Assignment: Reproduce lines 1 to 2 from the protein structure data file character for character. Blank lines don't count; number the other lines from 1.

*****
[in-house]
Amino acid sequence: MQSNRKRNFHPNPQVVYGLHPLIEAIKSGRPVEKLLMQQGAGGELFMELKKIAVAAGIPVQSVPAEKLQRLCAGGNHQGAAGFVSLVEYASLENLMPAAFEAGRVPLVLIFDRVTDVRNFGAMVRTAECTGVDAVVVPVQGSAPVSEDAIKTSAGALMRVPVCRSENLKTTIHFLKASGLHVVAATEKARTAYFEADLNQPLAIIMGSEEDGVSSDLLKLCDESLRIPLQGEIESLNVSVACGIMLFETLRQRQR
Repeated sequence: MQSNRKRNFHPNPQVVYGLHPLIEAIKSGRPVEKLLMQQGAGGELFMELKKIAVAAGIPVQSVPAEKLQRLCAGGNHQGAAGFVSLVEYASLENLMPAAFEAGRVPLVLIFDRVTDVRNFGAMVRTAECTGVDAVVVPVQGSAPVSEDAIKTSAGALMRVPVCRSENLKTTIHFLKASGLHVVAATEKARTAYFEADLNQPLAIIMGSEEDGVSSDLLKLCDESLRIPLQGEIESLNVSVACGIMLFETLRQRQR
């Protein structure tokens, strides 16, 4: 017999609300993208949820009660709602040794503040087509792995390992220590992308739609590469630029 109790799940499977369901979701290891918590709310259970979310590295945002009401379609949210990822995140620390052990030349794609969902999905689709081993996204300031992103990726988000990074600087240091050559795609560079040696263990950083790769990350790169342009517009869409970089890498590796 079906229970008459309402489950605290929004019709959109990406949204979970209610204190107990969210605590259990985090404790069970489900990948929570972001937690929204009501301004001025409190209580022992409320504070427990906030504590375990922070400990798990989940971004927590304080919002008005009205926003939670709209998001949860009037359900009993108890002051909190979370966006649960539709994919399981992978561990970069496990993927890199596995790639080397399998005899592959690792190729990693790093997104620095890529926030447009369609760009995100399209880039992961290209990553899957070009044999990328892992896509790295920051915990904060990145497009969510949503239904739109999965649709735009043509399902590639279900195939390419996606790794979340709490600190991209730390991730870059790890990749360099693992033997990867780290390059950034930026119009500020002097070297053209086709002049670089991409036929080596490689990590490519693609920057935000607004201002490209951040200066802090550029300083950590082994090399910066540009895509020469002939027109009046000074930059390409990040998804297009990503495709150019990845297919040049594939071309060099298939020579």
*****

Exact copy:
[in-house]
Amino acid sequence: MQSNRKRNFHPNPQVVYGLHPLIEAIKSGRPVEKLLMQQGAGGELFMELKKIAVAAGIPVQSVPAEKLQRLCAGGNHQGAAGFVSLVEYASLENLMPAAFEAGRVPLVLIFDRVTDVRNFGAMVRTAECTGVDAVVVPVQGSAPVSEDAIKTSAGALMRVPVCRSENLKTTIHFLKASGLHVVAATEKARTAYFEADLNQPLAIIMGSEEDGVSSDLLKLCDESLRIPLQGEIESLNVSVACGIMLFETLRQRQR